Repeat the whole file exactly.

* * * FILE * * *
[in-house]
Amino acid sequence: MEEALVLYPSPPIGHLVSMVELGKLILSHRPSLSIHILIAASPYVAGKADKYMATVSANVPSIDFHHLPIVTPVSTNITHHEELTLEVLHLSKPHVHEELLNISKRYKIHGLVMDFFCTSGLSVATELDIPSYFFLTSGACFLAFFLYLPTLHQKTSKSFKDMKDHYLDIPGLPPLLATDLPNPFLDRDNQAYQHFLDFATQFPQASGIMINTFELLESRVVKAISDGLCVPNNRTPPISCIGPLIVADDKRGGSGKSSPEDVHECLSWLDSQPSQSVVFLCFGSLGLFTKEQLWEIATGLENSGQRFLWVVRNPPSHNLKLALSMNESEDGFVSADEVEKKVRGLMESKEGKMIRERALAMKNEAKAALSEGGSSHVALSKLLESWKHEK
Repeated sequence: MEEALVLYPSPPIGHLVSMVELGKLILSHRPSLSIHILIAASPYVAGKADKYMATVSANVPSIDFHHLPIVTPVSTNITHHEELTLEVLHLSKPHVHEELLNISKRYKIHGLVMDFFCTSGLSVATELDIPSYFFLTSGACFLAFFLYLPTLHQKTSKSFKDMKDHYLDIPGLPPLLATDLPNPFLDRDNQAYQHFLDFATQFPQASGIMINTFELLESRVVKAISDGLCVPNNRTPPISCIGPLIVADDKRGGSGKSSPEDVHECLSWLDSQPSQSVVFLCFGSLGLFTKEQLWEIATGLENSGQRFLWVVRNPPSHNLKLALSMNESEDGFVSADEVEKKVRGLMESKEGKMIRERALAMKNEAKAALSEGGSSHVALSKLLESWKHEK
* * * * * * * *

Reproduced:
[in-house]
Amino acid sequence: MEEALVLYPSPPIGHLVSMVELGKLILSHRPSLSIHILIAASPYVAGKADKYMATVSANVPSIDFHHLPIVTPVSTNITHHEELTLEVLHLSKPHVHEELLNISKRYKIHGLVMDFFCTSGLSVATELDIPSYFFLTSGACFLAFFLYLPTLHQKTSKSFKDMKDHYLDIPGLPPLLATDLPNPFLDRDNQAYQHFLDFATQFPQASGIMINTFELLESRVVKAISDGLCVPNNRTPPISCIGPLIVADDKRGGSGKSSPEDVHECLSWLDSQPSQSVVFLCFGSLGLFTKEQLWEIATGLENSGQRFLWVVRNPPSHNLKLALSMNESEDGFVSADEVEKKVRGLMESKEGKMIRERALAMKNEAKAALSEGGSSHVALSKLLESWKHEK
Repeated sequence: MEEALVLYPSPPIGHLVSMVELGKLILSHRPSLSIHILIAASPYVAGKADKYMATVSANVPSIDFHHLPIVTPVSTNITHHEELTLEVLHLSKPHVHEELLNISKRYKIHGLVMDFFCTSGLSVATELDIPSYFFLTSGACFLAFFLYLPTLHQKTSKSFKDMKDHYLDIPGLPPLLATDLPNPFLDRDNQAYQHFLDFATQFPQASGIMINTFELLESRVVKAISDGLCVPNNRTPPISCIGPLIVADDKRGGSGKSSPEDVHECLSWLDSQPSQSVVFLCFGSLGLFTKEQLWEIATGLENSGQRFLWVVRNPPSHNLKLALSMNESEDGFVSADEVEKKVRGLMESKEGKMIRERALAMKNEAKAALSEGGSSHVALSKLLESWKHEK